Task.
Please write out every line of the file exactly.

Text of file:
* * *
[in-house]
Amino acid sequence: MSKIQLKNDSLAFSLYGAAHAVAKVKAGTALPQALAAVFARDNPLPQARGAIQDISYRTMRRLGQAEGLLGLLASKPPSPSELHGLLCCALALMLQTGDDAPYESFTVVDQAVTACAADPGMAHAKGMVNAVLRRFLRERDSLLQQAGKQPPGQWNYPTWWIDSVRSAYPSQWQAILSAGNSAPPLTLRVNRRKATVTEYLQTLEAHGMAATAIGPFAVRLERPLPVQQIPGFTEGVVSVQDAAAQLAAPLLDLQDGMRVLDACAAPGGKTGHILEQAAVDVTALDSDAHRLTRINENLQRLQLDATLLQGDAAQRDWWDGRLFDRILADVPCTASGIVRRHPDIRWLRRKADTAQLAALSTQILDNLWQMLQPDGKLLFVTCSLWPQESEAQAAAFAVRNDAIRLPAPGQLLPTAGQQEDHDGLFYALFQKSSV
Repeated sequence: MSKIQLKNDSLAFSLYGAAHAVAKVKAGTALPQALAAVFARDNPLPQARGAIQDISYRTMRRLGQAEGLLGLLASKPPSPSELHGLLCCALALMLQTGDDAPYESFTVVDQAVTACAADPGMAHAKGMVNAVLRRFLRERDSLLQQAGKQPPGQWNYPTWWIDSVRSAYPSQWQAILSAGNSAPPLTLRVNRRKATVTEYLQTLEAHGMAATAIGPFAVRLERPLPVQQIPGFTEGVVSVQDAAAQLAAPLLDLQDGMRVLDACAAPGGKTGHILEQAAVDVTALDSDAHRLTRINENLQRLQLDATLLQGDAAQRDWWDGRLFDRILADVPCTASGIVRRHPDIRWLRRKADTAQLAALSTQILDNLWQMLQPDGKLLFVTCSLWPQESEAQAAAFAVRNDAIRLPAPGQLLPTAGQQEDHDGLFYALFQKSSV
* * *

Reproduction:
[in-house]
Amino acid sequence: MSKIQLKNDSLAFSLYGAAHAVAKVKAGTALPQALAAVFARDNPLPQARGAIQDISYRTMRRLGQAEGLLGLLASKPPSPSELHGLLCCALALMLQTGDDAPYESFTVVDQAVTACAADPGMAHAKGMVNAVLRRFLRERDSLLQQAGKQPPGQWNYPTWWIDSVRSAYPSQWQAILSAGNSAPPLTLRVNRRKATVTEYLQTLEAHGMAATAIGPFAVRLERPLPVQQIPGFTEGVVSVQDAAAQLAAPLLDLQDGMRVLDACAAPGGKTGHILEQAAVDVTALDSDAHRLTRINENLQRLQLDATLLQGDAAQRDWWDGRLFDRILADVPCTASGIVRRHPDIRWLRRKADTAQLAALSTQILDNLWQMLQPDGKLLFVTCSLWPQESEAQAAAFAVRNDAIRLPAPGQLLPTAGQQEDHDGLFYALFQKSSV
Repeated sequence: MSKIQLKNDSLAFSLYGAAHAVAKVKAGTALPQALAAVFARDNPLPQARGAIQDISYRTMRRLGQAEGLLGLLASKPPSPSELHGLLCCALALMLQTGDDAPYESFTVVDQAVTACAADPGMAHAKGMVNAVLRRFLRERDSLLQQAGKQPPGQWNYPTWWIDSVRSAYPSQWQAILSAGNSAPPLTLRVNRRKATVTEYLQTLEAHGMAATAIGPFAVRLERPLPVQQIPGFTEGVVSVQDAAAQLAAPLLDLQDGMRVLDACAAPGGKTGHILEQAAVDVTALDSDAHRLTRINENLQRLQLDATLLQGDAAQRDWWDGRLFDRILADVPCTASGIVRRHPDIRWLRRKADTAQLAALSTQILDNLWQMLQPDGKLLFVTCSLWPQESEAQAAAFAVRNDAIRLPAPGQLLPTAGQQEDHDGLFYALFQKSSV